By Ananya Vinay
Political forecasting is a complicated process, such that it can feel like even so-called experts are shooting darts into the pitch-black sky. Polls themselves are often more wrong than right. It’s about time we break down the midterms, race by race and issue by issue.
The contentious Pennsylvania Senate race features John Fetterman and Mehmet Oz. Fetterman is dominating Oz in Google searches despite not campaigning publicly while recovering from a stroke. Yet, after a month of TV ads sponsored by external Republican groups, Fetterman’s once extensive lead has shrunk considerably. The deciding vote may come down to Black voters, as 94% of African-Americans in Pennsylvania voted Democratic in 2020. Fetterman’s campaign has invested $3 million in outreach including going to Black churches and constructing pathways to jobs. Fetterman is being hit hard by accusations of being too soft on crime after his efforts as lieutenant governor to release two men falsely accused of murder. A recent poll found Fetterman to be ahead by a mere 3 percent from 13 percent a month ago. This race hinges on several factors that could very well go either way, but electing a doctor with questionable medical ethics and limited policy knowledge who does not even reside in the state he’s running for certainly does not seem wise.
The Georgia Senate race features the incumbent Raphael Warnock and Herschel Walker. This particular contest has been roiled with controversy on the side of Herschel Walker. Walker received Donald Trump’s endorsement in 2021. Later, he falsely claimed that he graduated from the University of Georgia and has been accused of domestic violence. To complicate matters, his son has publicly criticized him of being an absent parent, despite Walker touting the importance of being an active father. His skill for confabulation extends to claims of attending FBI training and being an honorary sheriff’s deputy. The last straw is denying paying for his ex-girlfriend’s abortion, despite there being proof of a receipt from the abortion clinic as well as a check and get-well card signed by Walker. And still he has the temerity to reject the claim despite the woman being the mother of one of his four children. In the face of this complicated mess, Warnock has displayed real restraint, instead focusing on kitchen table issues and highlighting his bipartisanship. Granted, this bipartisanship comes with risks. After racist remarks made by Tommy Tuberville, Warnock faced blowback over his partnership. In a highly polarized political environment, crossing the aisle can hurt candidates on both sides. This race is far from settled, though Warnock is currently leading by 3 points but still 4 percent off from a majority. The debate on October 14th will have an impact on this close race.
In the Georgia Gubernatorial race, there are 5 candidates, the most prominent of which are Stacey Abrams and Brian Kemp. Despite Abrams coming within 1% of victory in 2018, current polls show Kemp leading by 8%. Though she has 83 percent of the Black vote in Georgia, the issue comes in motivating people to get out and vote. The combination of voter disillusionment and the difficulties of running against a popular incumbent are hitting her campaign hard. Abrams has done a great deal of work in grassroots voting campaigns through her organization, Fair Fight. Yet, Kemp’s advantages do not seem to be easily overcome. Georgia is a purple state, so most Democratic victories are very much on the edge. In the off-chance of Abrams’ victory, it will likely be in the runoffs.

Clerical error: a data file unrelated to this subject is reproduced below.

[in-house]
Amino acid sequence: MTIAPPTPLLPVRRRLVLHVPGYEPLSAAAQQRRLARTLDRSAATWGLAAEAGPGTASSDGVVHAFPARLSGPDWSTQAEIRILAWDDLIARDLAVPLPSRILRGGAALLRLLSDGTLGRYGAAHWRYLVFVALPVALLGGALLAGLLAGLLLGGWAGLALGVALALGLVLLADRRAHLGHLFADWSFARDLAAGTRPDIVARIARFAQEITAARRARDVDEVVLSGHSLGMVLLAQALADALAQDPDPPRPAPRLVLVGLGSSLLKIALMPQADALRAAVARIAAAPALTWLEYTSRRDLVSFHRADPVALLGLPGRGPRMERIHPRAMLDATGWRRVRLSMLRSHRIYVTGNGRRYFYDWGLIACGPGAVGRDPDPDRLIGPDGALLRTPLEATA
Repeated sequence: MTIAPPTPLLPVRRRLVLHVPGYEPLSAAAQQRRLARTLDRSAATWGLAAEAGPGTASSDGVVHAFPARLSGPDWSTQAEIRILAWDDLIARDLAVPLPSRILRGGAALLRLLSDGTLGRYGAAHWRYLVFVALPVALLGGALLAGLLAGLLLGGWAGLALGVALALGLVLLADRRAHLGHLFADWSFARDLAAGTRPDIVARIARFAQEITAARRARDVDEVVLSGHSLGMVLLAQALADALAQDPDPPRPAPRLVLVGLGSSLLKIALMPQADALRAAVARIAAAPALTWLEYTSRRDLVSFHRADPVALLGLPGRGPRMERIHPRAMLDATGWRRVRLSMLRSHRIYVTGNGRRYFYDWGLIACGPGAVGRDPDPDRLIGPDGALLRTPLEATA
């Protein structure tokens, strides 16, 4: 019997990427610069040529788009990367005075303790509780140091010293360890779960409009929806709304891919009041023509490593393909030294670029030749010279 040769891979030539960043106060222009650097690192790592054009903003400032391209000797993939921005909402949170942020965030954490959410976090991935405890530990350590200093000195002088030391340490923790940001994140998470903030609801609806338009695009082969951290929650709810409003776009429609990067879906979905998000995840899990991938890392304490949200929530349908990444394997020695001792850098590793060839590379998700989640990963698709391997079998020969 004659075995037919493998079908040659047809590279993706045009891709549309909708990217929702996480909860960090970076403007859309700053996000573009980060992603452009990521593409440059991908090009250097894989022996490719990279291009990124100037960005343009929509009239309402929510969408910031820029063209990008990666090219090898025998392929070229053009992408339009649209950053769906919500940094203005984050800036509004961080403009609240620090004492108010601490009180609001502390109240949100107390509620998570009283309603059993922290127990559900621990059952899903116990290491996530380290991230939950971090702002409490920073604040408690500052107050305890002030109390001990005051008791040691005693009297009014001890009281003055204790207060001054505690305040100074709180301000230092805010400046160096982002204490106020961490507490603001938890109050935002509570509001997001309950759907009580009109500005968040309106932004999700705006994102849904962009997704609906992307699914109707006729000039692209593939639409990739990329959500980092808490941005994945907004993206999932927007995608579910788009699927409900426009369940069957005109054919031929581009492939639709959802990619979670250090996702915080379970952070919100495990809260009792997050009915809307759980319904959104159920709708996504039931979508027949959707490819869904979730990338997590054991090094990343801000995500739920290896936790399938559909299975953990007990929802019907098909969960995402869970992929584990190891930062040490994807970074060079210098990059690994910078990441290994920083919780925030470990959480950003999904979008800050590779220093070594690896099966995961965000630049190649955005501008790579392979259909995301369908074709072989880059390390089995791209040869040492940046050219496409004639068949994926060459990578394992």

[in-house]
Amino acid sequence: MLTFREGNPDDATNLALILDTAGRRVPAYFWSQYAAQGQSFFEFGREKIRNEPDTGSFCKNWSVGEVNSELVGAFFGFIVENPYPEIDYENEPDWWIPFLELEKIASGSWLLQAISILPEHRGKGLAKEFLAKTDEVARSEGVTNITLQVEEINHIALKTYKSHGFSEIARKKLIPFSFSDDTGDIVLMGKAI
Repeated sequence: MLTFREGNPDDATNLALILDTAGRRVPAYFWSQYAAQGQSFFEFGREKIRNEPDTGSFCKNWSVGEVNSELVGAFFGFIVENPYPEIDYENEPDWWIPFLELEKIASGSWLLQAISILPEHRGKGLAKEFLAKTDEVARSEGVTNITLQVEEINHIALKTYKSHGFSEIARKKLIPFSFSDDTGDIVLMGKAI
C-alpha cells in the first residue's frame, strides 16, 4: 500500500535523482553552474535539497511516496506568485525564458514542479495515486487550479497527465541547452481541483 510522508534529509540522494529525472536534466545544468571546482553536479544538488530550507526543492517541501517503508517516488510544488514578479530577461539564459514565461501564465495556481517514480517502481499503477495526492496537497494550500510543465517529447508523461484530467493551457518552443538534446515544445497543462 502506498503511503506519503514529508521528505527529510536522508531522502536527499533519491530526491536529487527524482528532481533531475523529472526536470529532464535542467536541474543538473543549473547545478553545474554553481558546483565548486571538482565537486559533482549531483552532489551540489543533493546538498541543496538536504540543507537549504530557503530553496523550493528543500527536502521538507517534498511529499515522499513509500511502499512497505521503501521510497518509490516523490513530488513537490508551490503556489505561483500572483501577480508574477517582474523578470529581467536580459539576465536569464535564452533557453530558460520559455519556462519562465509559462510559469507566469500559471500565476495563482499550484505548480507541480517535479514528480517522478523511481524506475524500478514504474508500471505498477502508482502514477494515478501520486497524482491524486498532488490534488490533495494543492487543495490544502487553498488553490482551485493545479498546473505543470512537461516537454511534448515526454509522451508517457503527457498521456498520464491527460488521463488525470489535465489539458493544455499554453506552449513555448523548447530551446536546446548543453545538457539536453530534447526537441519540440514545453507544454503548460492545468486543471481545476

Another toss-up race is the New Hampshire Senate race, with Democrat Maggie Hassan and Republican Don Bolduc. Hassan, the incumbent, is currently leading by 7 percent. Bolduc was endorsed by Donald Trump and claims that the 2020 election was stolen. Hassan is focusing on abortion rights as her primary campaign message, while Bolduc is focusing on the Democrats’ inability to control inflation. Hassan has an advantage of 3% among the older population, which is relevant since the economy is a major issue in New Hampshire. This race is likely to have a Democratic victory, but it’s difficult to know for sure with the close margins.
The Nevada Senate race features incumbent Catherine Cortez Masto and the Trump-endorsed Adam Laxalt. Despite a well-financed campaign and the support of the Democratic establishment, this race is virtually tied. If Cortez Masto loses, the Senate will lose the only female Latina representative, one of the largest voting blocs in the nation. To make matters worse, it would elevate yet another right-wing Republican: Laxalt is a full-throated Trump supporter who worked hard to discredit Biden’s 2020 electoral victory and continues to claim the election was rigged; he’s endorsed stronger restrictions on abortion; he’s previously attacked undocumented immigrants and Latinos in the state; and members of his own family have endorsed against him. Laxalt winning the race could cost the Democrats their Senate majority and lead to the loss of House candidates as well. Time is running out for Senator Cortez Masto’s campaign incentive and to lock down her supporters through an emphasis on her family history and her political credibility as a moderate. If younger voters and Latino voters don’t show up at the poll box, the race could very easily flip. Of course, Biden’s low approval rating and the public’s general dissatisfaction with America’s direction is also hurting her campaign, along with the weakening of Harry Reid’s political machine. This race is very much still up in the air, but it will be instrumental in our political future.
Currently, Democrats are predicted to lose the House and keep the Senate, which foreshadows grinding legislative gridlock and decreasing trust in the government. So, if you can, get out and vote—because this election is on the edge.